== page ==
This comes just months after Labour’s south-west regional office presented a shortlist of only two candidates for the West of England mayoral selection. As Bristol Momentum pointed out at the time, any candidate who could have been considered to be on the Labour left was excluded from the shortlist – including Lesley Mansell, who not only won the most nominations from local branches this time but who had also been selected as Labour’s candidate for the mayoralty in 2017, coming within 3.2% of winning that election.
Bureaucratic manoeuvres such as these don’t just ride roughshod over party democracy; they also hinder the ability of Labour activists to come to the assistance of the people the party likes to think it represents, and at a time when many so desperately need it. They make a mockery of Keir Starmer’s pitch for the Labour leadership – emphasising party unity and the need to end factionalism – which, on the evidence of his tenure so far, now looks like one of the most audacious political swindles of recent years.
Neither Corbyn’s suspension nor the subsequent gagging of constituency parties from discussing it have anything to do with any serious, good-faith attempt to address antisemitism in the Labour Party. As Corbyn acknowledged in his response to the Equalities and Human Rights Commission report, the party’s failure to take more decisive action under his leadership caused a lot of Jewish Labour members genuine anguish. These members are again being ill served, however, by the party bureaucracy’s latest cynical clampdown – which has made the EHRC report a factional issue and all but destroyed any prospect of consensus across the party on its findings.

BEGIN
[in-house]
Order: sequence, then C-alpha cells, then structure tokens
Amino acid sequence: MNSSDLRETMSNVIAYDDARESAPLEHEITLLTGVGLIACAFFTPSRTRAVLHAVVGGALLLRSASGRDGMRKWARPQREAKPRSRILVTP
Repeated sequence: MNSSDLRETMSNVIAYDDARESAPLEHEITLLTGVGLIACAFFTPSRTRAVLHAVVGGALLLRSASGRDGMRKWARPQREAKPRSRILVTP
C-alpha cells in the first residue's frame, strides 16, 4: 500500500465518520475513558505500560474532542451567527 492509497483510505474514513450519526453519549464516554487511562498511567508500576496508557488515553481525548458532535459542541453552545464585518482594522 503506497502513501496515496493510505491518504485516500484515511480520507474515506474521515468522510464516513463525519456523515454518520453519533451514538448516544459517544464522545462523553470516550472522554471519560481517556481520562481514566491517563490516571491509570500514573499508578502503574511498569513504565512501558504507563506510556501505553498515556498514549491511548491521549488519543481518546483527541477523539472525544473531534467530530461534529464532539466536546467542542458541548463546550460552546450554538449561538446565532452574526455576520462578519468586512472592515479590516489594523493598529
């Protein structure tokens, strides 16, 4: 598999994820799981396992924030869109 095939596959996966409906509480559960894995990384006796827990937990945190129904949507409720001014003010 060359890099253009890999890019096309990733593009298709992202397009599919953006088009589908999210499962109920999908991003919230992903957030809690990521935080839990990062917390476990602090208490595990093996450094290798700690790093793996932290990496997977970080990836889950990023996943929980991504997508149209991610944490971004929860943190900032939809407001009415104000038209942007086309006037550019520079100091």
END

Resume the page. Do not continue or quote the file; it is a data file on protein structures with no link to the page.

The cynicism of the Labour Right can, at times, be breathtaking. Many of the people who spent years under Corbyn wailing about phantom purges have, entirely predictably, reverted to cheerleading them now that their preferred faction has the upper hand. Similarly, the period of Corbyn’s leadership saw an avalanche of calls for left-wing party staff to be fired – figures such as Karie Murphy and Seumas Milne were attacked on a daily basis online by the Labour Right. But these same people today have a new standard: criticism of party staffers is grounds for suspension.